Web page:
Results: A systematic detriment to color vision was found to occur with increasing cut-off wavelength of the yellow lenses (p < 0.001) and this was significantly correlated to subjective ratings of color (r = -0.66) and brightness (r = -0.34). Perceived brightness significantly improved for the yellow (450-nm cut-off) lens only (p < 0.001). Although tinted lenses reduced contrast sensitivity to a white on black grating, there was a significant improvement in low to midrange spatial frequencies when measured using a white-on-blue grating.
Conclusions: The detriment in color vision caused by yellow-colored lenses enhances contrast when viewing bright objects against a blue-based background, such as the sky. Contrast of overlying objects is enhanced is due to the selective reduction of short-wavelength light by the yellow lenses.

and

Can J Ophthalmol. 1992 Apr;27(3):137-8.

Improvement of contrast sensitivity with yellow filter glasses​

G Rieger 1
Affiliations expand
  • PMID: 1586884

Abstract​

Yellow filter glasses, often sold as "antifog" or "safety" glasses at department stores and other retail outlets, are claimed to improve contrast sensitivity and the yield of visually perceived objects, particularly under poor conditions (e.g., fog, rain and twilight), by enhancing contrast. These claims were tested in 15 healthy subjects (30 eyes) aged 26 to 58 (mean 42.5) years with the Vision Contrast Test System (VCTS 6500), first with and then without yellow filter glasses. Testing was done with commercial antifog glasses and frame-mounted, hand-held filter glasses of CR (Columbia resin) 39 quality with a yellow tint made by an optician. Contrast sensitivity was found to be significantly improved with yellow filter glasses (p less than 0.0001). The use of yellow filter glasses may safely be recommended to patients who report subjective improvement in contrast vision with such glasses.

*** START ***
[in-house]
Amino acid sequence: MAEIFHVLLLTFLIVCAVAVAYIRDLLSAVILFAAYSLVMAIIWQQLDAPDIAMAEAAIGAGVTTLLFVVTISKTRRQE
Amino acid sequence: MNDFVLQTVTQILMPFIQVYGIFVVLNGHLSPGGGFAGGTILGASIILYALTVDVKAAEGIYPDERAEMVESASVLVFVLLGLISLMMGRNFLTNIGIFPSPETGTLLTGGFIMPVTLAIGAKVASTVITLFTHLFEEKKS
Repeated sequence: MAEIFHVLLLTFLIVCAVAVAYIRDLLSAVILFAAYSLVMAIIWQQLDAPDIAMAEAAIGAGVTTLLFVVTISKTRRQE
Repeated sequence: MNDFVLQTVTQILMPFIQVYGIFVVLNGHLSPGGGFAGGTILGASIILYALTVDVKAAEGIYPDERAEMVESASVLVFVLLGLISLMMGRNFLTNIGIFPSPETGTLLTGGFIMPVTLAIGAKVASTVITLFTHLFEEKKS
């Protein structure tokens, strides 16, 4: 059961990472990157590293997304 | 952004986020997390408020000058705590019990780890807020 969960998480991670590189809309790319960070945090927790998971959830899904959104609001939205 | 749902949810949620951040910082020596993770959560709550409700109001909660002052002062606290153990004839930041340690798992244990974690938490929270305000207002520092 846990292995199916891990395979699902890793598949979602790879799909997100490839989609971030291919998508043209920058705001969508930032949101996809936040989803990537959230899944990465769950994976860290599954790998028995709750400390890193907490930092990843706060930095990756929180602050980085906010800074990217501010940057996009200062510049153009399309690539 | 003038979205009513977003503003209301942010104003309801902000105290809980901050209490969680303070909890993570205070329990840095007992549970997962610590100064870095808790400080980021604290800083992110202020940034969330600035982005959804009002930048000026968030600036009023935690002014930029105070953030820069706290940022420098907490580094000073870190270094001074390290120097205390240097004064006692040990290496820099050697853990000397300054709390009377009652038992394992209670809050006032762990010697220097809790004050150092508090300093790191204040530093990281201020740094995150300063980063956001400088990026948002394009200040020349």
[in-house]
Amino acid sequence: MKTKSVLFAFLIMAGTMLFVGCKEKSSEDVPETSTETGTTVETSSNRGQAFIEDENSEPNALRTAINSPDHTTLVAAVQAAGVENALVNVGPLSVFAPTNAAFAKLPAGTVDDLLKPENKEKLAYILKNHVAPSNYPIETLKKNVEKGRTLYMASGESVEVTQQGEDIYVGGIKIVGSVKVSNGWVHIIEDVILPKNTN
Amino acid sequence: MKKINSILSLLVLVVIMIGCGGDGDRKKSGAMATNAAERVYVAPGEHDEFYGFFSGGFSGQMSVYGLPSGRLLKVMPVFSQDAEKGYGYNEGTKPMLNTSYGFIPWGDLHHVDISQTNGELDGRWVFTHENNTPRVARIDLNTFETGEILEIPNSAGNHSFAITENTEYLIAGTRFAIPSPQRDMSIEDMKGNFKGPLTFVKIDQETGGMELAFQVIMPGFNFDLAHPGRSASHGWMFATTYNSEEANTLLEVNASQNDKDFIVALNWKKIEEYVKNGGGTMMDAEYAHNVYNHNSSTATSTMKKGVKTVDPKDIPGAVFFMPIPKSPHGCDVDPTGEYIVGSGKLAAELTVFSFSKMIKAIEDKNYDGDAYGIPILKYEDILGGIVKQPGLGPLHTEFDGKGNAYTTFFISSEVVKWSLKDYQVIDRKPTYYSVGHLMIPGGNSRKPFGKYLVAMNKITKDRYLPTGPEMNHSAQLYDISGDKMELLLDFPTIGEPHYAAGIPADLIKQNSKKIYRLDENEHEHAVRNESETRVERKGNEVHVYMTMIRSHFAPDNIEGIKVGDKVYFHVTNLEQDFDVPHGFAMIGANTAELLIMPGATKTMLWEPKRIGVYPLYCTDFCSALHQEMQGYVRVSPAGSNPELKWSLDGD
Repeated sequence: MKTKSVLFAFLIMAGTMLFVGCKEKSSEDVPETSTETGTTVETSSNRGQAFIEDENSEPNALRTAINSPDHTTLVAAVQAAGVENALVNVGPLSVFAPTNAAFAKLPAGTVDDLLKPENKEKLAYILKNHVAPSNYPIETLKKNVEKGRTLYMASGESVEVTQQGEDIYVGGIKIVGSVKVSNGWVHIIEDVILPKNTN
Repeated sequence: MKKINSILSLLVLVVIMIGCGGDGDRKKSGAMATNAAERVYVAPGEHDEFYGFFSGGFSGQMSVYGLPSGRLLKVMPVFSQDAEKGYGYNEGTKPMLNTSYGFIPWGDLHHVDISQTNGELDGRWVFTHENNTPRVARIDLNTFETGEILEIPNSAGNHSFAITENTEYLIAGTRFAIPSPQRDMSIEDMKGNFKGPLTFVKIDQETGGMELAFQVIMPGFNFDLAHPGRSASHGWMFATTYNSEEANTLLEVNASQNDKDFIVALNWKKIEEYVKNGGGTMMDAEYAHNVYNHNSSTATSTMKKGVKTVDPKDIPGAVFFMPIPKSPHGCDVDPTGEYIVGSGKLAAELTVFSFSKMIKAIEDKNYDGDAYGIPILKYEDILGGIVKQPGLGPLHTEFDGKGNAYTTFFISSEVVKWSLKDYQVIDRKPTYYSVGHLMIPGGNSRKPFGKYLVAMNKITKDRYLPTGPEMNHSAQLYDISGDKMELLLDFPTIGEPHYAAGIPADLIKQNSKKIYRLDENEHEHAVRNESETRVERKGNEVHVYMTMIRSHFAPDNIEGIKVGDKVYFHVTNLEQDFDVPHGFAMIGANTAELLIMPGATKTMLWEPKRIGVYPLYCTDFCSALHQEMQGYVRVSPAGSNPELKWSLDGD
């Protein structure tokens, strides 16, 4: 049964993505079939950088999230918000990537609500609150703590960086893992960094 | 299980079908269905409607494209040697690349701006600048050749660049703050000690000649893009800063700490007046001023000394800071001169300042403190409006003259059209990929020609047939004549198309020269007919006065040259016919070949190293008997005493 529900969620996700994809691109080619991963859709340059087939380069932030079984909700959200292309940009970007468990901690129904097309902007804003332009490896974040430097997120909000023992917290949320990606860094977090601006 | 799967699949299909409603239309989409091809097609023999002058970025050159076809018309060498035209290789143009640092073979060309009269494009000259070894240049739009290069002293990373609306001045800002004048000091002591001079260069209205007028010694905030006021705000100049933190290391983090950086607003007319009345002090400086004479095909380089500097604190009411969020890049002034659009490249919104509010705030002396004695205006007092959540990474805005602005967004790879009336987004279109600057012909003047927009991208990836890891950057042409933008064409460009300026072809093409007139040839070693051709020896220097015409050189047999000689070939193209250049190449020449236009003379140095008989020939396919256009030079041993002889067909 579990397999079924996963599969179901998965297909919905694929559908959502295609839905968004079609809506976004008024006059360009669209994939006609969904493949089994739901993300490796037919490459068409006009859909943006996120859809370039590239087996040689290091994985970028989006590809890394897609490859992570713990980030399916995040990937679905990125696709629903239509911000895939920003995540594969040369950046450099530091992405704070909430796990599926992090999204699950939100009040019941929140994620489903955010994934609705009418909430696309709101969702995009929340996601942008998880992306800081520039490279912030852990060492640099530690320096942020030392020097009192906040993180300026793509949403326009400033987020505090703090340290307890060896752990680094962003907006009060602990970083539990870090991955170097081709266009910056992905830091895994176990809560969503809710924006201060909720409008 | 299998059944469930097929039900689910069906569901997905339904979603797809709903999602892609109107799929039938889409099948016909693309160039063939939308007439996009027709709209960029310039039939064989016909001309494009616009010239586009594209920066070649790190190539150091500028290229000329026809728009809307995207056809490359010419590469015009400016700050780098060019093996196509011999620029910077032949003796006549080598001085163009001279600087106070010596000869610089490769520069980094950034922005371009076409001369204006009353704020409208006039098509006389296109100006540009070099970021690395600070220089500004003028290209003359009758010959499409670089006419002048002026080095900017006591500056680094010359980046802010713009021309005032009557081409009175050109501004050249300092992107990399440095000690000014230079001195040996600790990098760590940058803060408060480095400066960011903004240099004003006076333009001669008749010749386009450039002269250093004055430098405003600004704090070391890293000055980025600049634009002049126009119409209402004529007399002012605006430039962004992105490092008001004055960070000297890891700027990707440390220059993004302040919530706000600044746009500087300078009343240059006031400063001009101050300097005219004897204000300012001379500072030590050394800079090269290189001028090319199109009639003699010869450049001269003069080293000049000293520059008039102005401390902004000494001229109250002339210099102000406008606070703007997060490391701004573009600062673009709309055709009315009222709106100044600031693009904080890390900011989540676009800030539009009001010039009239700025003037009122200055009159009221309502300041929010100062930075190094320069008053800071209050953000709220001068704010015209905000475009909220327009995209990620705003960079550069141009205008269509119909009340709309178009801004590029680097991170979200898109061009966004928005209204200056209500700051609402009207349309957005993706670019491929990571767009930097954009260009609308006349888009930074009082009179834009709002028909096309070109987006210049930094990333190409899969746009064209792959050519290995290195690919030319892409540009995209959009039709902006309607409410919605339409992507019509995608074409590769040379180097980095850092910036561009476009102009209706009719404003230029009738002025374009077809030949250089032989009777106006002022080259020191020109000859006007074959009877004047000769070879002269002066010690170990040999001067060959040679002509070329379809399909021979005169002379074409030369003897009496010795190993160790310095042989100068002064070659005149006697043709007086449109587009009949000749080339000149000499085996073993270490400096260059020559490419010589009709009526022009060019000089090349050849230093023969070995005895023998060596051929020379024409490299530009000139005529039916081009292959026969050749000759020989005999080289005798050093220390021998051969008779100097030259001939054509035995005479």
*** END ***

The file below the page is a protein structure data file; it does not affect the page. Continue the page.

Johnny Tremain

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Had a dealing with willie pete back a half a century ago. Ive worn dark lens my entire life.
I can not wear yellow at all. My regular glasses are dark gray. CVC flight glasses, if you know what they are.
The one exception is when I go to rondy, I wear Ben Franklin style. They are a nice dark green for syphilis wearers.

They were good enough for Ben, they work dandy for me.
 
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Back when I was a serious high power competitor, on cloudy or dim days I would use yellow lenses on Ray Ban Frames. They didn't improve my vision but they did bring out a better bulls eye image for aiming with iron sights. Dark glasses on bright days didn't help so much with sight picture but made it more generally comfortable.
I used to mountain bike orange glasses improved contrast made every rock and twig distinguishable
 
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Here is my take:

Your eye sees and focuses best in the mid range of the visible light spectrum, which starts at about 400nm. At around 400nm (blue/violet), it gets difficult to focus. Below 400nm is UV, which is invisible, but still irritates the retina. Standard polycarbonate safety glasses are opaque below 380nm, so they block out 'most' of the UV. But between 380nm and 400 (or 410 or 420, because these gradual transitions don't actually have a hard limit), there is still some irritating, but limited use light that gets through. Colored lenses filter the opposite color, so yellow filters blue, and if you get pale yellow lenses that filter into the low to mid 400's of nm, you take out the less useful light, improving focus and contrast. Darker yellow will have a higher cutoff, however as you filter out more and more of the visible light, your image brightness diminishes.

The only other color I have found any clinical data supporting is pale pink / vermillion. Red is the opposite of green, so pink lenses will make green foliage look black, and will not do anything to filter out red/orange. So when you are shooting orange clays against green foliage background, the contrast is better if you are shooting orange clays against a black background.